OWA is a ghost town and the Rollin’ Thunder isn’t rollin’. The ferris wheel at The Wharf isn’t spinning. No one is racing in the go karts or playing putt-putt or pumping coins into the arcade games at The Track.
The beaches are absent of people, too, but videos have been posted of deer frolicking in the surf. Traffic is light. Many retail stores are closed. Some restaurants and bars are offering takeout, but don’t look for nightlife — it isn’t there either.
This isn’t supposed to be Baldwin County during Spring Break, but it is. And the lack of commerce isn’t limited to the beach.
From the Highway 59 corridor to the Eastern Shore and Bay Minette, business and tax revenue has slowed to a trickle. Only those deemed “essential” by the Alabama Department of Public Health are still open, where residents and visitors can still purchase groceries, household goods, hardware and medication.
This may be the new norm, at least until April 30, the latest extension of social distancing guidelines recommended by the federal government. But it’s already started to take a toll.
According to the Alabama Department of Labor, unemployment claims in Baldwin County jumped from just 30 the week ending March 14 to 472 the week ending March 21. The entire report for March will not be released until April 17, but Lee Lawson, president and CEO of the Baldwin County Economic Development Alliance (BCEDA), expects them to rise.
“We’re hearing different things,” he said last Friday. “Standard Furniture in Bay Minette furloughed all but 16 employees of 290. Construction and those that supply the industry are seeing jobs move forward while some retailers are benefiting from this and some service sectors are having folks work remotely.”
Among other sources, BCEDA has been monitoring employment analytics from a software called JobsEQ, which “ranked Baldwin County as the most vulnerable county in Alabama for job loss during this crisis,” according to Lawson.
The county is also ranked as the 154th most vulnerable in the United States, while South Alabama was identified as the 14th most vulnerable metropolitan statiscal area (MSA) in the country.
“We pulled some data looking back all the way to January 2005, and April 2007 was a low water mark where we had about 1,991 people on the unemployment roll in Baldwin County,” Lawson said. “January through March of 2010, post-recession and the BP oil spill, were high water marks for us, where we had between 11 and 12 percent unemployment in those months, equating to around 9,000 people. If you look at the spike in unemployment claims in the last two weeks, we’ll very well end up back at oil spill levels or above that. So, just in the precipitous rise and the tightening of our economy and it doesn’t even include beach closure in that span.”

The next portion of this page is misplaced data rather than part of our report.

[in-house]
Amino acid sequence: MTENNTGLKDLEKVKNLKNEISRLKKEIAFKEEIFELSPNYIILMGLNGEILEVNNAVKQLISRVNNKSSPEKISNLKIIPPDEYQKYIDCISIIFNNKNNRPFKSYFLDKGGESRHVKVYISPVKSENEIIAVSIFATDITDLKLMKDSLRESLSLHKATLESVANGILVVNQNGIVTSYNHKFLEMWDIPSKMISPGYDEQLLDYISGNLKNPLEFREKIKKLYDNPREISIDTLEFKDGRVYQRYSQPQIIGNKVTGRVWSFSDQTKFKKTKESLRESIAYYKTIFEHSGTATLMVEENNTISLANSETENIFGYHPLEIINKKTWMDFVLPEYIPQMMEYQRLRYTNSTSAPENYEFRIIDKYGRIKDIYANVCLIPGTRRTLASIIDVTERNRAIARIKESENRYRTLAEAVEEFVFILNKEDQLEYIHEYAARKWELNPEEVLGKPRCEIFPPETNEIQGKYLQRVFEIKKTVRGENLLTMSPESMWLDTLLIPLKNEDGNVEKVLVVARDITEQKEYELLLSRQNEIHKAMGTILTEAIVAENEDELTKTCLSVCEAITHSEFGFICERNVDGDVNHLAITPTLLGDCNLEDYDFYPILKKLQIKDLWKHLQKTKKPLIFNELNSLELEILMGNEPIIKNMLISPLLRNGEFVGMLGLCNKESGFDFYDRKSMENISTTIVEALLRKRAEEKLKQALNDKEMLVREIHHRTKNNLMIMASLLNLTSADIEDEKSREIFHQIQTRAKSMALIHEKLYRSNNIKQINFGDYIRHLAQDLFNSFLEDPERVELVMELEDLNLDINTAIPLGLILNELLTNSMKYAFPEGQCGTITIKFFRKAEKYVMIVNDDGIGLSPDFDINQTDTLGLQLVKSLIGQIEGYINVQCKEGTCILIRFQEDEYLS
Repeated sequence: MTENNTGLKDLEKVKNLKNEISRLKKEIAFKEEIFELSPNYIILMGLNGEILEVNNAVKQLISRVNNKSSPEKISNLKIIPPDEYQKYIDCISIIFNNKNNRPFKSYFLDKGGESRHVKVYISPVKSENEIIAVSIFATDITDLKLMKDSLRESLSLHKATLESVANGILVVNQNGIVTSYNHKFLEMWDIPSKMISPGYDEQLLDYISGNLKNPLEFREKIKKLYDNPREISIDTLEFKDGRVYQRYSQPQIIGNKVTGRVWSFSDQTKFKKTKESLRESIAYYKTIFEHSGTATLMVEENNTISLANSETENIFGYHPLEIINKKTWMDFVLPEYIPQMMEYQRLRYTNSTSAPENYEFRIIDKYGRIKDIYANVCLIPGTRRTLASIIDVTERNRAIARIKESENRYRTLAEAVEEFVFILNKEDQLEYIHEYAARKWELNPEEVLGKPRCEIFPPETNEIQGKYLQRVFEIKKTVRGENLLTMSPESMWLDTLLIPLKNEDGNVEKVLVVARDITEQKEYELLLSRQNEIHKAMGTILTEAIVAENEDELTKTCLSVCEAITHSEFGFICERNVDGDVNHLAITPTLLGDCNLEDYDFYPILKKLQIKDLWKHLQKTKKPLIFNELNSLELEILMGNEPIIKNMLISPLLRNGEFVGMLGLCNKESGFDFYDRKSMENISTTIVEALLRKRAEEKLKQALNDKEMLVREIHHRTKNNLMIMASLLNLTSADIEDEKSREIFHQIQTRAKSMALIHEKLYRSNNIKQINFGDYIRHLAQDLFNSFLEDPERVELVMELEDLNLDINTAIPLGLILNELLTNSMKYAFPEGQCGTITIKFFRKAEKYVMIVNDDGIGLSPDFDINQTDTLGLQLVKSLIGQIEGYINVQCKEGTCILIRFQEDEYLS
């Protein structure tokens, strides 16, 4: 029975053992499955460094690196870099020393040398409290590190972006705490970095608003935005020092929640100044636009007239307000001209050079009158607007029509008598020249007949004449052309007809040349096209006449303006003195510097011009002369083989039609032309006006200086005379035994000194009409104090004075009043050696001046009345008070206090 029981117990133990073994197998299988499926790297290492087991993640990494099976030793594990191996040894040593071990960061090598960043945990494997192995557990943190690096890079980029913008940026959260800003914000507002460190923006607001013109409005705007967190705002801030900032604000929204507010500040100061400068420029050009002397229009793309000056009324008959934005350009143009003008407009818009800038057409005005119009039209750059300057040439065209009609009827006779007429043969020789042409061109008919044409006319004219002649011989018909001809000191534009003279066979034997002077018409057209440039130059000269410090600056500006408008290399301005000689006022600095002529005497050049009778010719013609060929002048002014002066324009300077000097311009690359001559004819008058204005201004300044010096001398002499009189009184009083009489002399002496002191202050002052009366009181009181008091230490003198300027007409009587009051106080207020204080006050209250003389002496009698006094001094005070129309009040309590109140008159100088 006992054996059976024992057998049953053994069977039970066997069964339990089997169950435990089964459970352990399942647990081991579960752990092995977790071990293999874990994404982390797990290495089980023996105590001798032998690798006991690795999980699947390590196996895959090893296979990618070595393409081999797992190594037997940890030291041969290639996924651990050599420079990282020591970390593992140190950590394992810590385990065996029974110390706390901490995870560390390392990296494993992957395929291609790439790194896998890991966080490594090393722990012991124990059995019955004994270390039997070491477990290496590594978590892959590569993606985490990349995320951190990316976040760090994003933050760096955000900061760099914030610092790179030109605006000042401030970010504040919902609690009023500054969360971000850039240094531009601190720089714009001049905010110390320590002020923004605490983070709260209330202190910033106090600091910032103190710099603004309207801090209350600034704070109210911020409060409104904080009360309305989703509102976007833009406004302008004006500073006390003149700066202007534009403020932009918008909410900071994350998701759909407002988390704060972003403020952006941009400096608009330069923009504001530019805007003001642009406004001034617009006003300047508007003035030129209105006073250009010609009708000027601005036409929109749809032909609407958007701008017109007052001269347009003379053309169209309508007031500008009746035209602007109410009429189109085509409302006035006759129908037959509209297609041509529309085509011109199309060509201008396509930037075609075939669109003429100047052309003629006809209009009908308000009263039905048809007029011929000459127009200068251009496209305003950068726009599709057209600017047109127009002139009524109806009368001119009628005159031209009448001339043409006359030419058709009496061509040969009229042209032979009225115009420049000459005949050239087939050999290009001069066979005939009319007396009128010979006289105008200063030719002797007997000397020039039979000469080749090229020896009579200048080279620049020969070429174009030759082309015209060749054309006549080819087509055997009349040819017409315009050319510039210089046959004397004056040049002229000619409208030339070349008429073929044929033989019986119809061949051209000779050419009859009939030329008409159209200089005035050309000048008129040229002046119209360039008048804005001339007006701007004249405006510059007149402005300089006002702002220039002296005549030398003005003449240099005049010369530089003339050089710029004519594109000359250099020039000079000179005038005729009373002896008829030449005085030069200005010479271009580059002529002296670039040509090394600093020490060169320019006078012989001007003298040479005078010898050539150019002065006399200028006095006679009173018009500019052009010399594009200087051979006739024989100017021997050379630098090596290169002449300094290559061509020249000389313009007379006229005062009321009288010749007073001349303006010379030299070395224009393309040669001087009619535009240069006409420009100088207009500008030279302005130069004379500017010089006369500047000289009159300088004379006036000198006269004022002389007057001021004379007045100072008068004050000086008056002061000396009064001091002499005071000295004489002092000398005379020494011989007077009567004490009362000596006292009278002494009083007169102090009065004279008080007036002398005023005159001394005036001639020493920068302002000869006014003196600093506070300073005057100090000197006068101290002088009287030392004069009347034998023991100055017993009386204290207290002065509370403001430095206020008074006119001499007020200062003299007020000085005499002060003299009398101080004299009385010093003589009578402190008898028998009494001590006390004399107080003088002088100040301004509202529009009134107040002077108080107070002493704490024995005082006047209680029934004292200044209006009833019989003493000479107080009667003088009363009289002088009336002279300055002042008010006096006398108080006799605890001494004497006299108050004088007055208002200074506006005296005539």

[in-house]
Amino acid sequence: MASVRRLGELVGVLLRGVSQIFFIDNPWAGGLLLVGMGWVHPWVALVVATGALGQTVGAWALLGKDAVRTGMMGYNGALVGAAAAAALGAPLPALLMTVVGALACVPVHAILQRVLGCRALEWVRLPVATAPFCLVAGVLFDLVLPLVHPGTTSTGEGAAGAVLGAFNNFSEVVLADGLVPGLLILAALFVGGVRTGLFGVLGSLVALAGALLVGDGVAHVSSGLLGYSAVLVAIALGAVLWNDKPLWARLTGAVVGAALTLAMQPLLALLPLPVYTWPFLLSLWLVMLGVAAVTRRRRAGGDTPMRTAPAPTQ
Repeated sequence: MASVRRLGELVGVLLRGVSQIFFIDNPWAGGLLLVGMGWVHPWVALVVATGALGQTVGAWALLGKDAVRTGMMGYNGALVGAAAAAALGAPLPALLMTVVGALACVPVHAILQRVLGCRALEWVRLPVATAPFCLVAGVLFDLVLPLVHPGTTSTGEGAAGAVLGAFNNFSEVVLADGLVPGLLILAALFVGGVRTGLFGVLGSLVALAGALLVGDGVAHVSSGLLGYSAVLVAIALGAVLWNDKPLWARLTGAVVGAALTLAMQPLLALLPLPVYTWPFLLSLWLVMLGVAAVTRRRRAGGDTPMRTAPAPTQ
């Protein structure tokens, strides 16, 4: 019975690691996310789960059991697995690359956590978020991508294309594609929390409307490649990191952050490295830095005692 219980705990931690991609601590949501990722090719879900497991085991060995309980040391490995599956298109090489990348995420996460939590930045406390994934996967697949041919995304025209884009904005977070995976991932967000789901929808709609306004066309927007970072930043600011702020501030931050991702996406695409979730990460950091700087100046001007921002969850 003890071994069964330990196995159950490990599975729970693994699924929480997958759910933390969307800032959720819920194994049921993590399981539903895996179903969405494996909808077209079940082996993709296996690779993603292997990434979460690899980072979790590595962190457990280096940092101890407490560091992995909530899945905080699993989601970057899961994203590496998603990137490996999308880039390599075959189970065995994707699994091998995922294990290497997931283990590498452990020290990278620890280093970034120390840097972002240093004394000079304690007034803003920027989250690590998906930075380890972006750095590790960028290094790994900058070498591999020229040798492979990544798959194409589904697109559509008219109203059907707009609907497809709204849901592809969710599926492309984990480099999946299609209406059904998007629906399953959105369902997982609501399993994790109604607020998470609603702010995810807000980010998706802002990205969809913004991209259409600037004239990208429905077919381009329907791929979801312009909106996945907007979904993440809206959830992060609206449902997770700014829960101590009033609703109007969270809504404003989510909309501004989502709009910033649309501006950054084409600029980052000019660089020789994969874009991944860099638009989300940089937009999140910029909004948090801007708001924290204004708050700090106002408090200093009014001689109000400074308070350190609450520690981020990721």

In other words, whether or not the pandemic itself subsidies before the summer, the economic damage has already been done and the worst may be yet to come.
“Thirty-six percent of our workforce is in retail and food and accommodation, so over a third of our workforce is in a very vulnerable and susceptible industry sector,” Lawson said.
Over the years, he said, as the tourism sector has largely reached its full potential in the county, BCEDA has focused on diversifying the economy by attracting new jobs in health care, IT and manufacturing. But while many conclusions can’t be drawn until the crisis is long over, Lawson said he expects the pandemic to lead to “a lot of changes … economically, behaviorally … there will be a lot of business adaption.”
And when it is over, there is no guarantee the jobs here before will be available afterward, or that employees will return to fill them if they are. One employer told Lawson the increased benefits in the federal economic stimulus plan, which provides $600 per week to the unemployed for as long as four months, may keep some lower-paid hourly employees from returning to work.
Six hundred dollars per week equates to $15 per hour, and along with the state’s maximum of $275 per week in unemployment benefits, some laid off employees may be making $21 per hour without a job.
“Even when we fire back up … there’s some fear out there even if we put them out on the street, them being eligible for unemployment and the stimulus checks to boot … there won’t be an incentive at least initially to go back to work,” Lawson said. “And if there is a rush back to the beach, there could be this potential gap between the demand for the workforce to ramp up and the desire for the workforce to return.”
It couldn’t have come at a worse time.
“We were really hitting our stride and getting great diversity in job growth we’ve never seen in this county,” Lawson said. “And I think it’s mainly because of some of the investments we’ve made and some of the projects we’ve been able to recruit and attract and the economy doing well. We’re still pushing for a project at [South Alabama] Mega Site. We were having great conversations about white-collar office space and potential first building at [the Daphne Innovation and Science Center].
“One thing nobody’s talking about is how this will impact the commercial real estate market. With companies being forced to work remotely, how will they then in turn view office space and office needs? That’s one underlying factor that will have the real estate world and office world see a huge impact out of this. We’re a drive market. Social distancing can happen at the beach. We have the ability to rebound, but will the consumer come back and to what degree? That is yet to be determined.”
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